Science examining religionIn the same way that Owen Flanagan wants to naturalize Buddhism by stripping its hocus-pocus, William James focused his attention on personal religious experience rather than the “smells and bells” of traditional institutions. As biographer Robert Richardson puts it, “much of what one usually thinks of as religion James rejects at the start”. James says he has no interest in the, “ordinary religious believer, who follows the conventional observances of his country, whether it be Buddhist, Christian, or Mohammedan. His religion has been made for him by others, communicated to him by tradition, determined to fixed forms by imitation and retain by habit.” James says he wants to confine himself to “personal religions pure and simple” and say as little as possible about systematic theology or institutional history. The latter are second-hand religions, but he wants to look at the original article. As one might imagine, Richardson says, “James continues to be attacked by church leaders and systematic theologians for his failure to start where they start.” James’s biographer tells us that this approach to the psychology of religion was a “radical departure, more radical even than that of Friedrich Schleiermacher.”

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Mar 142012
 

Dennis Hollingsworth

Yes, we have a Google alert on ourselves. Go write about us and we will try to give you a linkback or even go read/listen to you, etc. (When Colin Marshall did this, I hooked him up with a gig writing for openculture, where one of his posts just got picked up by The New Yorker, Slate, and Andrew Sullivan’s blog. Go, Colin!)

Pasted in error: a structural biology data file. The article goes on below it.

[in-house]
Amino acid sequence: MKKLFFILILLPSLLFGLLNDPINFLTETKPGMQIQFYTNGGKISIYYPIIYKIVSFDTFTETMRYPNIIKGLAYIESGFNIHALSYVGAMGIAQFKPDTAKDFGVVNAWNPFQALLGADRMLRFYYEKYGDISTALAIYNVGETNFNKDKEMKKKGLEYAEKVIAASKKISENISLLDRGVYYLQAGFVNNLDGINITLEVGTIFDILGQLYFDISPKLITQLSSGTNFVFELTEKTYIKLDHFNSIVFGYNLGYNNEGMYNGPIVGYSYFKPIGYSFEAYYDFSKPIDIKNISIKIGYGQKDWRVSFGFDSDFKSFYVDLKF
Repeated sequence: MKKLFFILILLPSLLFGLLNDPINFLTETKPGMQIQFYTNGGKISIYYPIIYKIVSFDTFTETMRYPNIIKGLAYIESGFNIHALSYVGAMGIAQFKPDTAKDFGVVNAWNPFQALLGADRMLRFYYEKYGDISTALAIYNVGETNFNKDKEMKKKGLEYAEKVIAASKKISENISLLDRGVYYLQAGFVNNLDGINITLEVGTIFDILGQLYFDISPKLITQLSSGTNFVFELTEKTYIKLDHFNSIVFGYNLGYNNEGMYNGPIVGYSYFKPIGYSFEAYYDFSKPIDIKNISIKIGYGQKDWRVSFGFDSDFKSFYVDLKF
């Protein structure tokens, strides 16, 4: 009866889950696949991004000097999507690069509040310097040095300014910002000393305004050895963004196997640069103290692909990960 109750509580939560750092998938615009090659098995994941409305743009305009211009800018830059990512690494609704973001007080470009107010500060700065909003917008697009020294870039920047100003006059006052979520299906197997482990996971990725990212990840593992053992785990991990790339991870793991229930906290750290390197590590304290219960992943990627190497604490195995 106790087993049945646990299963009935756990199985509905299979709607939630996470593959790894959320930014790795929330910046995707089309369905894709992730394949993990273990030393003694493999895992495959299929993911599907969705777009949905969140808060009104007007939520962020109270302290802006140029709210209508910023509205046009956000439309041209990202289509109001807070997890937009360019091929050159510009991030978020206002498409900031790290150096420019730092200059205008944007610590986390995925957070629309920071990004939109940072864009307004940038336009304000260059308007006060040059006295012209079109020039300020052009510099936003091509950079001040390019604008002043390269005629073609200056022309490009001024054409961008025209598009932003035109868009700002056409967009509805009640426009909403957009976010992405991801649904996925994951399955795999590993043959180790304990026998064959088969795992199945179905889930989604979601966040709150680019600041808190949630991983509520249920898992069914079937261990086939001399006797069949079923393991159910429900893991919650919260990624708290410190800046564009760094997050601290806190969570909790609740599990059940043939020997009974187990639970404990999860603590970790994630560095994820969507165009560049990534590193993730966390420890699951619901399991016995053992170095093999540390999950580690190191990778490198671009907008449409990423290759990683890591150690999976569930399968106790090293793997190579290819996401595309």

Here are some recent PEL mentions on the wide scary web:

The Onion AV Club wrote a nice review of us.

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Mar 132012
 

We spent our winter holidays reading about Buddhism in preparation for a January interview with Owen Flanagan, which he then had to reschedule. It’s back on, scheduled to happen a mere two days from now. If you have questions or comments to throw out to inspire our discussion, post them here, where I’ve also updated my previous topic announcement post, adding a great link to a lecture he gave in January summing up the book. It would be a good idea for you to watch or listen to that before our episode appears some weeks from now, as hopefully we won’t be making him retread through his whole thesis in our discussion.

-Mark Linsenmayer

Mar 092012
 

[Editor's Note: Lawrence Ware is the guest on our episode on philosophy and race, and we're happy to have him come blog for us.]

Derek Parfit is one of the most important ethicists of our time. I’m sure that his Reasons and Personswill soon challenge Kripke’s Naming and Necessityin the number of philosophy dissertations it has influenced.

It appears that the best was yet to come. On What Mattersis Parfit’s Magnum Opus. Some have argued that this tome (and I mean tome—I skipped the gym and just curled volumes 1 and 2) is the most important work in moral philosophy for over a century. I’m not sure if it deserves that level of prestige, but it certainly is a text that attempts to revolutionize ethical reflection by showing how much seemingly oppositional ethical theories have in common. Parfit is an unapologetic rationalist—an unstylish ethical position in our current philosophical climate. Parfit argues that there does indeed exist objective ethical criteria whereby one may judge an action to be right or wrong. This is not a new position. Many have tried to appeal to a religious authority to argue this point. What makes Parfit unique is that his argument is both convincing and secular. How does he do this? Read the text—you will not be disappointed.

The book is very long—but, as Peter Singer states in his review, one could just read the first 400 pages and walk away with the gist of Parfit’s argument. This is necessary reading for anyone interested in ethics. Highly recommended.

-Law Ware